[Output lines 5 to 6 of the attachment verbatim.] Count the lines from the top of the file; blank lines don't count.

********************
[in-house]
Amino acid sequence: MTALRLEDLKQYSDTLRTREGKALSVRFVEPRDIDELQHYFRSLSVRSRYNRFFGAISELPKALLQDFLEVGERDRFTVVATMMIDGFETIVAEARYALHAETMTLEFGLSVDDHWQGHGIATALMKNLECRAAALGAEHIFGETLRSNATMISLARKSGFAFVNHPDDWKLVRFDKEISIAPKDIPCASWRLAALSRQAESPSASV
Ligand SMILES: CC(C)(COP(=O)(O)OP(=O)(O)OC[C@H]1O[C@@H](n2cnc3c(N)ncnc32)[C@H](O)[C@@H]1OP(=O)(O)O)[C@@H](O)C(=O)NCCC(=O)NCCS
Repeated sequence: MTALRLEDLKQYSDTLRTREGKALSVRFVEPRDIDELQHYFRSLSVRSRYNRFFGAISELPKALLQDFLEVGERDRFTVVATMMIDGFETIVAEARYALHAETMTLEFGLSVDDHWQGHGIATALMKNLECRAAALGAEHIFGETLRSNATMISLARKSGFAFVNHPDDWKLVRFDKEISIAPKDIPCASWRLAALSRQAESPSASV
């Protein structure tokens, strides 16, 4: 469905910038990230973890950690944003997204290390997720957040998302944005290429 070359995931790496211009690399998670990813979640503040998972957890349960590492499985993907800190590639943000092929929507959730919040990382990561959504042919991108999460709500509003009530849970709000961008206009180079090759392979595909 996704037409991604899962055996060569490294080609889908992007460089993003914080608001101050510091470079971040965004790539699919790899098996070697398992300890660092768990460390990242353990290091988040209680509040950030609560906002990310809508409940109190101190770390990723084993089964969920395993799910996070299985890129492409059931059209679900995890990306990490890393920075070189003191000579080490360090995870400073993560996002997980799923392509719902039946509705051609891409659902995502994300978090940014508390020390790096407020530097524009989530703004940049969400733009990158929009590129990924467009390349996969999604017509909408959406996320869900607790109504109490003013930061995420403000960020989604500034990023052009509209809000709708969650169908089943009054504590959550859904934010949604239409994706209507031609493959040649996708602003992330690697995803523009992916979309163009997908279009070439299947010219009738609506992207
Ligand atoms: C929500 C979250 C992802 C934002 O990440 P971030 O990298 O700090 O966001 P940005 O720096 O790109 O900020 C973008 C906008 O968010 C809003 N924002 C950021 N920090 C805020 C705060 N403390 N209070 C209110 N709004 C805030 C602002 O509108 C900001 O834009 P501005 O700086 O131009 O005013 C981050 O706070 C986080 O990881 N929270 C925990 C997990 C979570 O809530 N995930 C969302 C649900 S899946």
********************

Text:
């Protein structure tokens, strides 16, 4: 469905910038990230973890950690944003997204290390997720957040998302944005290429 070359995931790496211009690399998670990813979640503040998972957890349960590492499985993907800190590639943000092929929507959730919040990382990561959504042919991108999460709500509003009530849970709000961008206009180079090759392979595909 996704037409991604899962055996060569490294080609889908992007460089993003914080608001101050510091470079971040965004790539699919790899098996070697398992300890660092768990460390990242353990290091988040209680509040950030609560906002990310809508409940109190101190770390990723084993089964969920395993799910996070299985890129492409059931059209679900995890990306990490890393920075070189003191000579080490360090995870400073993560996002997980799923392509719902039946509705051609891409659902995502994300978090940014508390020390790096407020530097524009989530703004940049969400733009990158929009590129990924467009390349996969999604017509909408959406996320869900607790109504109490003013930061995420403000960020989604500034990023052009509209809000709708969650169908089943009054504590959550859904934010949604239409994706209507031609493959040649996708602003992330690697995803523009992916979309163009997908279009070439299947010219009738609506992207
Ligand atoms: C929500 C979250 C992802 C934002 O990440 P971030 O990298 O700090 O966001 P940005 O720096 O790109 O900020 C973008 C906008 O968010 C809003 N924002 C950021 N920090 C805020 C705060 N403390 N209070 C209110 N709004 C805030 C602002 O509108 C900001 O834009 P501005 O700086 O131009 O005013 C981050 O706070 C986080 O990881 N929270 C925990 C997990 C979570 O809530 N995930 C969302 C649900 S899946």